Another feature of the invention relates to the mixing and spraying unit structure shown in Figures 2 and 3. The casing is so formed as to act as a connector for holding the handle-forming and supply conduit elements in operative relation, and is generally indicated by numeral 32. The casing is formed to provide the communicating, axially aligned bore portions or chambers 40-41. The casing is bored at the rear as at 42 to provide a sliding bearing for a valve stem 43 and the bore portion 40 is threaded as at 44. A cap, valve seat-forming and valve-centering member is indicated at 46 and is provided with a reduced portion 47 having threads cooperative with the threads 44 for removably securing the head. The head has a capping portion 48 which cooperates with the end of the casing 32 to close the chamber 41, a suitable gasket 49 being interposed.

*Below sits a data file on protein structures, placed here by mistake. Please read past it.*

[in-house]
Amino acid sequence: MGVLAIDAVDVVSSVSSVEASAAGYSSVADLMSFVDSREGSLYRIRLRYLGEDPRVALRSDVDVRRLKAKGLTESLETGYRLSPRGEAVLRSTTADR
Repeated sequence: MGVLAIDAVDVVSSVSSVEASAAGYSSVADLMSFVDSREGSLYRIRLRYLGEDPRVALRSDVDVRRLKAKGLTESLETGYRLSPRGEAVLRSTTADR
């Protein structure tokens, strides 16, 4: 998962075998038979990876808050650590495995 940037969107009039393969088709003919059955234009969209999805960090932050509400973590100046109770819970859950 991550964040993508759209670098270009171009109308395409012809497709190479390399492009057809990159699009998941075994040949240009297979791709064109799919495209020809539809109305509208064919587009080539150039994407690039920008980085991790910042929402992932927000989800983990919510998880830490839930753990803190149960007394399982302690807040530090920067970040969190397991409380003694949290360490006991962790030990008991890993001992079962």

The casing is provided with lateral enlargements respectively indicated -51. The enlargement 50 has a bore 52 which communicates by passage 53 with the bore 40. The enlargement 51 has a bore 55 which communicates by means of the passage 56 with the chamber 41. The air supply pipe 29 is connected to the casing by insertion in the bore 52 and the liquid supply pipe 28 is connected to the casing by insertion in the bore 55. The enlargements 50-51 provide means for securing the combined handleforming and conduit sections at one end in 0perative or handle-forming relation. By this arrangement, that part of the casing 32 which has the bore portion 40 is arranged-between the pipes and the valve stem 43 lies within the plane of the pipes. The pipes are connected at or near their opposite ends by a support 60 having the form of a U-shaped clip,- clampingly securedby means of screw 61. Upon this support is pivoted as at 62 a bell-crank lever 63, and to this lever is pivoted, as at 64, a wire 65, the opposite end of which is operatively connected with the stem 43 to control the valve. The wireis arranged substantial- 1y within the plane of the pipes so that the wire can perform its valve controlling function without being interfered with or without interfering with a hand gripping the handle-forming tubes, between the lever and the valve casing. It is conceivable that the clip 60 can be moved to a point nearer the mixing valve to provide a greater gripping area for that hand which operates the lever, and so as to avoid gripping of the rubber pipes 26-27. The pipe portions 303l may be additionally braced by any suitable means indicated at 6'7 and, in this instance, this means is hollow so that the valve-operating wire 65 passes loosely therethrough.